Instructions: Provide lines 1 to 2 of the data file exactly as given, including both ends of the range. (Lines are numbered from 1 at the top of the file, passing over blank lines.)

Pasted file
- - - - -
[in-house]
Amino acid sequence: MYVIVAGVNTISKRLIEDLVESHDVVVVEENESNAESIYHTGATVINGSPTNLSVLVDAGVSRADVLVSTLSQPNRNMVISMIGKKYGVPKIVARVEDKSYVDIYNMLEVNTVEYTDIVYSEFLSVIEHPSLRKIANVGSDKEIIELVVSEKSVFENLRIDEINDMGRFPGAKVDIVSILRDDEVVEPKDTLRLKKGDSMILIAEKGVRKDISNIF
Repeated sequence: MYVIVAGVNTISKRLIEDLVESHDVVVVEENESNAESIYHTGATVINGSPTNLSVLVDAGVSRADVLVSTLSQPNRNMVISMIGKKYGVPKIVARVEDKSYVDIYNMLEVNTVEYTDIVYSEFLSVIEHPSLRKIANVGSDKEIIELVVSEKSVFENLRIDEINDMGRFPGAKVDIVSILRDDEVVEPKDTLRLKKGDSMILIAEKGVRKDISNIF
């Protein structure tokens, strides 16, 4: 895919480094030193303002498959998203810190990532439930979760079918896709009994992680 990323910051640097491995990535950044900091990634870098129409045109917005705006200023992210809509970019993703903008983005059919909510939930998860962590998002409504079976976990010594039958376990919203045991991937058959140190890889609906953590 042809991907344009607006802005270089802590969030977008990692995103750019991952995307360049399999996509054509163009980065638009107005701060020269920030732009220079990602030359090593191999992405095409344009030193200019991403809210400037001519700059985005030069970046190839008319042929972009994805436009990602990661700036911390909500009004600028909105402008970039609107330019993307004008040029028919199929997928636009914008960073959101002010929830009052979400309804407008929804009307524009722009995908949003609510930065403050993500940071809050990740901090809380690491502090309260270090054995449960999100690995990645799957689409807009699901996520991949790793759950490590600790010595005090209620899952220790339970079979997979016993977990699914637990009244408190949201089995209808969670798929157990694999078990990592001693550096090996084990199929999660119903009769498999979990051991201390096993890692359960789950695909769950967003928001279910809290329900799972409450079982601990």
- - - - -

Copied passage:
[in-house]
Amino acid sequence: MYVIVAGVNTISKRLIEDLVESHDVVVVEENESNAESIYHTGATVINGSPTNLSVLVDAGVSRADVLVSTLSQPNRNMVISMIGKKYGVPKIVARVEDKSYVDIYNMLEVNTVEYTDIVYSEFLSVIEHPSLRKIANVGSDKEIIELVVSEKSVFENLRIDEINDMGRFPGAKVDIVSILRDDEVVEPKDTLRLKKGDSMILIAEKGVRKDISNIF